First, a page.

Weekly Brief: Heads get Hotter as Robo-Taxi Market Heats Up

Ford and Argo AI will launch self-driving vehicles on Lyft’s ride-hailing network this year.

The automaker and the autonomous vehicle start-up announced last week that their joint deployment with Lyft will begin in Miami, where Ford and Argo have been testing a fleet of self-driving vehicles for several years. The Ford vehicles will have a safety engineer on board but will drive themselves within a defined, geofenced area of Miami, similar to how Waymo One operates on the outskirts of Phoenix. Lyft users within the defined service areas will be able to select a Ford self-driving vehicle to hail a ride.

In 2022, Ford, Argo AI, and Lyft plan to expand the service to Austin, Texas, and from there go nationwide. That sort of scale is something that Waymo has struggled to achieve. Despite being the frontrunner in the industry and the first to commercialize, it still hasn’t managed to spread its wings beyond the Phoenix suburbs. Ford, Argo, and Lyft are bullish that they can go bigger, faster, together. “This collaboration marks the first time all the pieces of the autonomous vehicle puzzle have come together this way,” said Lyft co-founder and CEO Logan Green. “Each company brings the scale, knowledge and capability in their area of expertise that is necessary to make autonomous ride-hailing a business reality.”

Despite the bold proclamations, their current plans call to deploy only about 1,000 robo-taxis over the coming five years. That’s like a rounding error when you consider the fact that almost 1.5 million people currently serve as drivers on the Lyft app. Nonetheless, last week’s announcement shows that the field is finally starting to heat up for commercial robo-taxi services. In China, there’s now Alibaba’s AutoX and Baidu’s Apollo Go. In the US there’s Waymo One and soon to be Ford-Argo-Lyft. General Motors’ Cruise is expected to launch its commercial service when it releases the all-new Cruise Origin shuttle in 2023.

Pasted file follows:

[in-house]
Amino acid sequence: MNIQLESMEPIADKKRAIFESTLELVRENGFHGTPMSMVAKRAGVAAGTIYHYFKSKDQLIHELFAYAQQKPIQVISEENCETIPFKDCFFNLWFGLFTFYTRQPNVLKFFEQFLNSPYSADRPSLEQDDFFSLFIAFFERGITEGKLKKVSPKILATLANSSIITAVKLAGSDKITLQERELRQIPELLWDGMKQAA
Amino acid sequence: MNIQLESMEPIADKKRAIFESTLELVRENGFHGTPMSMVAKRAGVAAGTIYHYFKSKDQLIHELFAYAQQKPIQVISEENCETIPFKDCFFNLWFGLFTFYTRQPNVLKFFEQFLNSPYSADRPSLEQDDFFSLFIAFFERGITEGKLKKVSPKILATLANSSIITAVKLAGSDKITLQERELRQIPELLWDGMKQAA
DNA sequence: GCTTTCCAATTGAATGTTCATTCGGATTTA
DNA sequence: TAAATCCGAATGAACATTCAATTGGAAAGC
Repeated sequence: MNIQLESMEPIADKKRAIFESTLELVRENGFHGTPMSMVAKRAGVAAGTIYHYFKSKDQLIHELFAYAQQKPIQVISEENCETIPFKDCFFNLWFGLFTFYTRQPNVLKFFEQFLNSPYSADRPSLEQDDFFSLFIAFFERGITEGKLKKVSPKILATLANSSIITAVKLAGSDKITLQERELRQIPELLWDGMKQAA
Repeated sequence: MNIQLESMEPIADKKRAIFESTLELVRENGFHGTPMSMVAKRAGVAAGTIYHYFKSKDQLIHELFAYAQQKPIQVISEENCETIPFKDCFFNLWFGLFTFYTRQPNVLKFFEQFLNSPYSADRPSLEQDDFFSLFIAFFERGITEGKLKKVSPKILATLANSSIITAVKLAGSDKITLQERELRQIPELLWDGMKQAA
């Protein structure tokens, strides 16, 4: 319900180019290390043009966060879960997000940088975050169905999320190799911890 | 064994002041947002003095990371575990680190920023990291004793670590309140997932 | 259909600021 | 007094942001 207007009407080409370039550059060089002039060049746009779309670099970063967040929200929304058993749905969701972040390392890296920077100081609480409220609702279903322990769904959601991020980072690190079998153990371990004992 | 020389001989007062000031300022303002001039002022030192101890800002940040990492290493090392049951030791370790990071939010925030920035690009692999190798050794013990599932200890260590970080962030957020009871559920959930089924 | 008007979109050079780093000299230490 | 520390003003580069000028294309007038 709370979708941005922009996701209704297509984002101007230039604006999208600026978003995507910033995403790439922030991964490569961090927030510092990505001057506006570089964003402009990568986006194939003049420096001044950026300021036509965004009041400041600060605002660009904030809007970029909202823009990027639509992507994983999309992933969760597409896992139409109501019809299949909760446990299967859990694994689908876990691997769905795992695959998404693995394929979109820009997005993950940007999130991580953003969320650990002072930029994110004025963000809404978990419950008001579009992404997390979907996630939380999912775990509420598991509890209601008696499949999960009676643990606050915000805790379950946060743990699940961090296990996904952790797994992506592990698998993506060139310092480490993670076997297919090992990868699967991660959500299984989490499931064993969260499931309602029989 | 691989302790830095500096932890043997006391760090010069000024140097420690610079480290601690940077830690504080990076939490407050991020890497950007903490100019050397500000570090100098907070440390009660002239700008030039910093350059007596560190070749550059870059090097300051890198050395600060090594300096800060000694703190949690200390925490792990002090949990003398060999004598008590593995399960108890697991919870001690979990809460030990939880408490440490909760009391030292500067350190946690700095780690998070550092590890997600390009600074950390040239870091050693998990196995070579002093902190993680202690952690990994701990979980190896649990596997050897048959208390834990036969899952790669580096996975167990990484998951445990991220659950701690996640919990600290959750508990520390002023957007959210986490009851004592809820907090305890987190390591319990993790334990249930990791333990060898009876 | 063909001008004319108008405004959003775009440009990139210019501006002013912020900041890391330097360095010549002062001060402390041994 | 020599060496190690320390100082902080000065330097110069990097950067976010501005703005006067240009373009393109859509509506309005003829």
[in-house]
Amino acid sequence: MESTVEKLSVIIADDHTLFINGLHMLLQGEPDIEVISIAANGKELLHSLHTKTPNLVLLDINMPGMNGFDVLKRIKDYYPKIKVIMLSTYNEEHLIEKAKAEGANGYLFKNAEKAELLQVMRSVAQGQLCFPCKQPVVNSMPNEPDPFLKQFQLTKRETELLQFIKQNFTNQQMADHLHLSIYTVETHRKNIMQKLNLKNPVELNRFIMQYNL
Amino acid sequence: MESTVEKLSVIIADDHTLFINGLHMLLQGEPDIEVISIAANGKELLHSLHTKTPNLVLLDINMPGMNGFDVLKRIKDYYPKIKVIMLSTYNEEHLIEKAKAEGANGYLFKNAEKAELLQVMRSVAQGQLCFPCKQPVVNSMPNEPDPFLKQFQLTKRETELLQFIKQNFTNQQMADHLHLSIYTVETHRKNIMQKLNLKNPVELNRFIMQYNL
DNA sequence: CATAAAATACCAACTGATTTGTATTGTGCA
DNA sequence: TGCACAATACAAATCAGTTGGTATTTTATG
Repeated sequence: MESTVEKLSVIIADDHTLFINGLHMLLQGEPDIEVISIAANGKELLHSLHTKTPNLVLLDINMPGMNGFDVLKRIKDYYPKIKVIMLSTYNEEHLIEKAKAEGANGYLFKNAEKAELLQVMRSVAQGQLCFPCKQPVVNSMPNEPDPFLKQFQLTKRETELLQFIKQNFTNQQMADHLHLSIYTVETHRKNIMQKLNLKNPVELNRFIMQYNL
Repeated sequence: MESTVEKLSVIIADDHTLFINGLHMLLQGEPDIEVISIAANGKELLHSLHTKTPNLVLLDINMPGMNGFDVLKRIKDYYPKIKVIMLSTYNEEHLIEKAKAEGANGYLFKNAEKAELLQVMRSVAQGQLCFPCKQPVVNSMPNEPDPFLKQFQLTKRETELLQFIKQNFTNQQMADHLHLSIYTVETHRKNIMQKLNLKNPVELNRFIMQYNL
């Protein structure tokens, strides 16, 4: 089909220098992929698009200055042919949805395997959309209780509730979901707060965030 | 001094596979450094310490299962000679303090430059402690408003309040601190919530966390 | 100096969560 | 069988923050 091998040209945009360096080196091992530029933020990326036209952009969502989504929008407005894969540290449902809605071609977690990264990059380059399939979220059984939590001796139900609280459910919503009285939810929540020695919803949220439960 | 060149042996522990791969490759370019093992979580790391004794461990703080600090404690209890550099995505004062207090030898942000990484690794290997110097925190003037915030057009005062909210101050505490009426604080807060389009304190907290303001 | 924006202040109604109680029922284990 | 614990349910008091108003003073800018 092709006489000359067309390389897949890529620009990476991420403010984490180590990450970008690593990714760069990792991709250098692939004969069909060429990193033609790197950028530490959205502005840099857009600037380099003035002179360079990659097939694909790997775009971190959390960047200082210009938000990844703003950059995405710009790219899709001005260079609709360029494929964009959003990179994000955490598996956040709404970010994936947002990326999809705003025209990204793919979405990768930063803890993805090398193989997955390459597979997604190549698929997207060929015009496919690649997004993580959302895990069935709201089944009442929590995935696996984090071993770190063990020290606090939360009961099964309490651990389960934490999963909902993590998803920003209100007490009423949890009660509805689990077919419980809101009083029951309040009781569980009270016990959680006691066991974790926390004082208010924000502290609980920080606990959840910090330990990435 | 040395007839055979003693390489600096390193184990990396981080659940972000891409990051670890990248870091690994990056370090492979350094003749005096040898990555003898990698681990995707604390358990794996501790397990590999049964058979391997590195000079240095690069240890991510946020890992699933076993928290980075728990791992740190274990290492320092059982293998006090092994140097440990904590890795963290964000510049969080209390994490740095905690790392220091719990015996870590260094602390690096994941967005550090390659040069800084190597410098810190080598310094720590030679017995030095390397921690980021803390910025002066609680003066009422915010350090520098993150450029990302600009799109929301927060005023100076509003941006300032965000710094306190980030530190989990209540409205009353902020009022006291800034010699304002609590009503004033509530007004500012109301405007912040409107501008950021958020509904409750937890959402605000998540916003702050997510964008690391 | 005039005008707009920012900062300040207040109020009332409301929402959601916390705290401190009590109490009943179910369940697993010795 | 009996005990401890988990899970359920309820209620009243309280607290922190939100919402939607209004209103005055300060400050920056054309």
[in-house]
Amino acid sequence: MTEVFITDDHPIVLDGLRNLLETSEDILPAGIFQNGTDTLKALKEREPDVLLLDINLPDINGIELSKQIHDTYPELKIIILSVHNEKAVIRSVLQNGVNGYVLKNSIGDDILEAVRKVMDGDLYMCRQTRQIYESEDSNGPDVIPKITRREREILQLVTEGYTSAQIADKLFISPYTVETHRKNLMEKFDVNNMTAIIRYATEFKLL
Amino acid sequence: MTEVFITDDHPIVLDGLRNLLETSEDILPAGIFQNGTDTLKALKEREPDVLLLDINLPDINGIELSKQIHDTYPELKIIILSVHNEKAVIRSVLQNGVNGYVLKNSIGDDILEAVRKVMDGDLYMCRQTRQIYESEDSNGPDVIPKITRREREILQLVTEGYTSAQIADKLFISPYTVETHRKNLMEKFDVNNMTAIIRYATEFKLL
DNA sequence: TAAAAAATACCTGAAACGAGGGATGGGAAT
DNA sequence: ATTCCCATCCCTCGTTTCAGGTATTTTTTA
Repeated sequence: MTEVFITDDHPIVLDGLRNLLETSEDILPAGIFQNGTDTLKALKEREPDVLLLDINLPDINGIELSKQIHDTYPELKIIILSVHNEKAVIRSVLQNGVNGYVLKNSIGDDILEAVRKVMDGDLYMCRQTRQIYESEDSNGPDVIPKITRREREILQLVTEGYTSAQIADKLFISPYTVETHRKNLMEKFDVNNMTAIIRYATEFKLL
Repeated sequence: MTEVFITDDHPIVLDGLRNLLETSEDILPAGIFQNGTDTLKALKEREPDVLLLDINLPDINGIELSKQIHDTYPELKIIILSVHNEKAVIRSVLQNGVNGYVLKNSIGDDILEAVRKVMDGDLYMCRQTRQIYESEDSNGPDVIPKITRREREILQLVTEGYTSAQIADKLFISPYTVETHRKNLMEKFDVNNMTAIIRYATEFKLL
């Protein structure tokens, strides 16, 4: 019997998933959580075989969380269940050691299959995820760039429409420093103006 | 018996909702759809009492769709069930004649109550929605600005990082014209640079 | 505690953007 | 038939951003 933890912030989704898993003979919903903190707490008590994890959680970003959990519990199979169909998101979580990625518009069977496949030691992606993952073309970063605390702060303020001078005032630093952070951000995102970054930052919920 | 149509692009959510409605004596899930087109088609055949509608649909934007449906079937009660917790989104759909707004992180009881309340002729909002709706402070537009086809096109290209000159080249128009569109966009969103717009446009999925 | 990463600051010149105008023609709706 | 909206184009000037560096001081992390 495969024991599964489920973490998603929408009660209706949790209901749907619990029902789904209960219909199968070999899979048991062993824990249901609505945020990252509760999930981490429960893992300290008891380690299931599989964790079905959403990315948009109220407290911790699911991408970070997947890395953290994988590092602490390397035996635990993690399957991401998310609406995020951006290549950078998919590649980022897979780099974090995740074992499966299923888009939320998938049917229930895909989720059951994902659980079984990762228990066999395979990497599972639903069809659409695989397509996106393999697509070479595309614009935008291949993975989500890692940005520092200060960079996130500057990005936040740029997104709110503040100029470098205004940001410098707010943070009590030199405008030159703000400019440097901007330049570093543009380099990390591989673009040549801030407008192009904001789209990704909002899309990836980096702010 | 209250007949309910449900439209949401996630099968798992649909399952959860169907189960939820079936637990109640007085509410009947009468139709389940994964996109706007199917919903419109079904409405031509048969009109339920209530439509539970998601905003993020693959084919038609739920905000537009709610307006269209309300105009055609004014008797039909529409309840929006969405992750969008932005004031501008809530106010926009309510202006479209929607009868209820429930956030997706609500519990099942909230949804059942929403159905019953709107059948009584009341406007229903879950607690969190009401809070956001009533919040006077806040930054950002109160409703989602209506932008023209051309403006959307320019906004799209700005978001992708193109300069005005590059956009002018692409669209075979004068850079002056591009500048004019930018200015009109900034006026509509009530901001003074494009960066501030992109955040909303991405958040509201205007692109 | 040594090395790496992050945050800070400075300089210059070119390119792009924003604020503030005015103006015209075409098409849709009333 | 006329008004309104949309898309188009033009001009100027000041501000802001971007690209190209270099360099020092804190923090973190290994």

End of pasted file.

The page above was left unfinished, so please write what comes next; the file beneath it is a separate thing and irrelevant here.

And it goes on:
The mood among these competitors has been cordial and mutually encouraging so far. It’s not hard to imagine a day, however, when the robo-taxi industry sheds its friendly, everyone-can-play spirit for a more cutthroat reality. GM made that clear last week when it sued Ford for trademark infringement on its hands-free driving technology. The lawsuit specifically centers on the word “cruise”. Not only does GM own a self-driving start-up named Cruise, it also has an advanced driver assistance system named Super Cruise. Both are trademark protected. That didn’t stop Ford from rebranding its hands-free driving technology, previously Co-Pilot360, as BlueCruise. GM says that rebranding exercise infringes on its trademark. Ford says GM is being “meritless and frivolous” given that everyone and his or her mother knows the word “cruise” when it comes to hands-free driving on the highway.

Ever heard of cruise control? Can GM really claim ownership of that? Are the gloves about to come off across the industry? We’ll soon find out.

Leave a comment

Your email address will not be published. Required fields are marked *